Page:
Let’s not get into any tilt on whether you can really compare watches to armaments. Cartier had built a Tank earlier and built like a tank is a phrase used often in the watch-dom; so deductive logic does the rest and I’m more than happy calling them so. It’s the ocean of time, so it fits even better.
Whatever it may be…but we need to look back at 1913 first. The Seiko Laurel (the first wrist watch ever built by Seiko; to be true, in entire Japan.) set off a tradition of innovations and in 2013 the Laurel reached its centenary. Staying one step ahead of the competition is in Seiko’s blood, so one of its most innovative technologies now comes in three (primarily) different forms. All house the Seiko Kinetic movement; the only type turning kinetic energy into electrical power. This drives an electronic movement and the watch functions.
The Kinetic has one-second-a-day precision; it’s reliable, durable, eco-friendly and low-maintenance; so highly suitable for affluent young adults who long luxury watches but have little no idea in watch care.
The Premier are; the regal members of the Kinetic range while the Anniversary models are even higher regalia. These come with the Kinetic Direct Drive caliber; the power produced not only by the rotor but also by the turn of the crown. The power gain can be seen real-time by the indicator’s movement on the dial. On the outside, they come with a newly re-sculpted Premier case, clearly drawing from classic inspirations.
While with Sportura, Seiko mated perpetual energy production to a (almost) perpetual day-count (till February, 2100). A fine example of masterful energy management, Sportura Kinetic caliber watches conserve energy by passing into sleep mode if not touched for 24 hours at a stretch. They keep counting the time et al silently, though; wake it up with a few jerks and it will display again the present time and date.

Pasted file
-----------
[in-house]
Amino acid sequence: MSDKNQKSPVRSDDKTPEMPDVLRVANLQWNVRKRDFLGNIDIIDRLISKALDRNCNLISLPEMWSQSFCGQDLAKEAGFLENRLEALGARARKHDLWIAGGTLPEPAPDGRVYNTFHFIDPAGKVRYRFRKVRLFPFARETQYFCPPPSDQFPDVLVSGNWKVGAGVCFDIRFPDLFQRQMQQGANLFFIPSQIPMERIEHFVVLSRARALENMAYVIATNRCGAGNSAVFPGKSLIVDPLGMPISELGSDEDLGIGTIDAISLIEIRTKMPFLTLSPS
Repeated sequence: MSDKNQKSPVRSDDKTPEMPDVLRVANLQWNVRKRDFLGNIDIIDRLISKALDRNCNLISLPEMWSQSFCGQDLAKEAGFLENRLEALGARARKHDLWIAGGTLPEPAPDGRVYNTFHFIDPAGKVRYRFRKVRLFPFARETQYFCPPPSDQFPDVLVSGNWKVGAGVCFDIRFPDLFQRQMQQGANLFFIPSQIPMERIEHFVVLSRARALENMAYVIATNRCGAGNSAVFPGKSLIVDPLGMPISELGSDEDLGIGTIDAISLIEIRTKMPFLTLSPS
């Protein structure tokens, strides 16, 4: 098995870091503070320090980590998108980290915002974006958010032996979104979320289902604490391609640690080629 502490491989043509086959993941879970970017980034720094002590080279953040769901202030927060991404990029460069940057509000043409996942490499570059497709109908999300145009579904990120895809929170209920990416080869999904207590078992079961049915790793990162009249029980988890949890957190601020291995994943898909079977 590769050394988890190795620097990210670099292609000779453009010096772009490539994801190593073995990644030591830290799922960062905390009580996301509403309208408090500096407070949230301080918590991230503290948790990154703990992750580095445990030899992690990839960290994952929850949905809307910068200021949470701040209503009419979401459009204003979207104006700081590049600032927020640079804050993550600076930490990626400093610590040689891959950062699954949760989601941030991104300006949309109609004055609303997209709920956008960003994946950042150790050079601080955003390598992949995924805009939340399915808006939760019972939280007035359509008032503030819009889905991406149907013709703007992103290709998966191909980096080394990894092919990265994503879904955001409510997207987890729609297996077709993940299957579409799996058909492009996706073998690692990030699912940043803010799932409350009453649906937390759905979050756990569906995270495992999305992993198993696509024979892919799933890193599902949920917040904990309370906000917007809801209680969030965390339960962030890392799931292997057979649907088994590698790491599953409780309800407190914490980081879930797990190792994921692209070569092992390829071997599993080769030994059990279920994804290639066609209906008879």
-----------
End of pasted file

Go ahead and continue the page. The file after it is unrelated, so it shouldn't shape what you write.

This part is useless unless you have real hots for Velatura or marine sports. It’s the watch of choice among sailing professionals (49er/Olympic Class) and leading athletes. To be true, the Velatura was built to meet the demands of the 49er; all those rigors to their highest levels. The Velatura line also embraces the Kinetic Direct Drive Moon Phase concept albeit under pro-settings; its deep and warm tones signifying both the water and stellar bodies and the curvature of the glass is a miniature of the horizon.
Missed out on flagship at the beginning. Another point that fortifies my logic behind the battleship theory. Truth be told, there might be many snazzy stuff laid around with all sorts of gimmickries they can do. They are good for a few years and then the charm goes off. Want an everlasting beauty, look among the battleships.